Gake No Ue No Ponyo (Ponyo on the Cliff by the Sea)

Rating – ***1/2

I’ve been pretty lazy on the reviews front lately. Maybe it’s the numbing effect of awards-season shoving so many over hyped  “important” films down our throats. Sure, Up in the Air and Invictus etc have merit. I just can’t be arsed to write much about them. Although I did enjoy watching Morgan Freeman play a president without any impending asteroids to worry about. As for Precious, I’m in no rush to see it. I can smell the manipulated emotions a mile away. 

Anyway, all of that goes out the window with the long awaited UK release of Hayao Miyazaki’s Ponyo. It would be easy to believe that this timeless film was actually a lost Miyazaki relic from decades ago. There are no signs that this old master of Japanese animation has been tainted by (or even acknowledges) his comparatively recent commercial success with Western audiences. He continues to craft effortless fairytales without any obnoxious CG sidekicks in sight.

The leisurely pace and gentle tone could easily be dismissed or overlooked, but for me every frame oozed charm, shrewd observation, and a deep understanding of children and nature. There are also moments of delirious visual wonder which match CG behemoths like Avatar in their artistry and impact. I never get tired of traditional cell animation, it resonates so deeply both emotional and intellectually. Understanding the technical process only magnifies the sense of wonder. It’s similar to the joy of watching speckled stop motion thumbprints dance across Gromit’s plasticine nose. But in this case, painting tidal waves by hand is NOT easy. Yet every single one of them moves flawlessly, pulsing with shoals of bioluminescent fish while smashing into cliff tops as a little girl sprints across them. I actually did get watery eyes a few times. Not because these are sad moments, it’s just so thrilling to witness this phenomenal art form unfolding on the screen at the highest level of excellence.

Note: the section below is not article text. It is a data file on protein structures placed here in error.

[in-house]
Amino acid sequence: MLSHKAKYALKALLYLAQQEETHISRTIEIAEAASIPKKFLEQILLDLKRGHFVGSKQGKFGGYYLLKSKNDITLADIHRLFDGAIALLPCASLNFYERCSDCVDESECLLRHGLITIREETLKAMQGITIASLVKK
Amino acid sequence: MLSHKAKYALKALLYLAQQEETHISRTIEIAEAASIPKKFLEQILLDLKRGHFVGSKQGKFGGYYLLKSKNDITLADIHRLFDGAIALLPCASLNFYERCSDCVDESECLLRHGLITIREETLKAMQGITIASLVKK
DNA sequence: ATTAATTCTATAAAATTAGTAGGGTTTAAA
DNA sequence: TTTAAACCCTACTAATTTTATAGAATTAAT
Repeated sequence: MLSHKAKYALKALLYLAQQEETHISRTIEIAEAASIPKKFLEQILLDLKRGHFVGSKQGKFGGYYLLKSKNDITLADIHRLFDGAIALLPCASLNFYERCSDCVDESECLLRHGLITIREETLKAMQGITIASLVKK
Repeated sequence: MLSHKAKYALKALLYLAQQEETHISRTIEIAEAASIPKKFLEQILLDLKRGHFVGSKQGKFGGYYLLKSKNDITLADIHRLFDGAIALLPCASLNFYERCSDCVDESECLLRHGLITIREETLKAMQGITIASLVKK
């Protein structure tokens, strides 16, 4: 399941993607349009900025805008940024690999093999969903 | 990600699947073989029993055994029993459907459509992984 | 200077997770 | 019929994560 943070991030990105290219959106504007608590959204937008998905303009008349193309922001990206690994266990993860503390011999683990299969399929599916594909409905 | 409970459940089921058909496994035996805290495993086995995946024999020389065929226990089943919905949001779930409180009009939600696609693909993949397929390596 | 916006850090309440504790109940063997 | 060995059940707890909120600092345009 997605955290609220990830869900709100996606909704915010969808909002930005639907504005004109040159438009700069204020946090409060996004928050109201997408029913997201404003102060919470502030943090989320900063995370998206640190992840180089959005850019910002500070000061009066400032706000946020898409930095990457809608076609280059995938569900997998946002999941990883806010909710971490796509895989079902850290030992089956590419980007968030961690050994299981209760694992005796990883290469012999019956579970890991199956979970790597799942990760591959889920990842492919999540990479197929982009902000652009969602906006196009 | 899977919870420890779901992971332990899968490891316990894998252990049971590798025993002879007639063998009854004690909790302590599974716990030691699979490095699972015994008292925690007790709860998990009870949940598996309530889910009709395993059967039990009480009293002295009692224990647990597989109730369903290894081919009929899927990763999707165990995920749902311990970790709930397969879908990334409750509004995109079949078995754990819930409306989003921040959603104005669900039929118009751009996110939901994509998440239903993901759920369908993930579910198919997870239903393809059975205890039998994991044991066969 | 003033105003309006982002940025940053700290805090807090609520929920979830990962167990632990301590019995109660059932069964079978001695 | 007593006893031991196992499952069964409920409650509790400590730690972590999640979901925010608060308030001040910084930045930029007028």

The plot is undoubtedly slight but it allows the characters to shine. If you must know, Ponyo is all about a goldfish who escapes to the surface, meets a little boy and develops a love for ham, then ultimately transforms into a human…. no, really! The film possesses some qualities you can only find in masterpieces like ET, Pans Labyrinth, and Miyazki’s own back catalogue. Anybody who appreciates My Neighbour Totoro, Kiki’s Delivery Service, and of course, Spirited Away, should leave the cinema with a smile and a warm contented glow.

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~ by thewholebuffalo on February 17, 2010.

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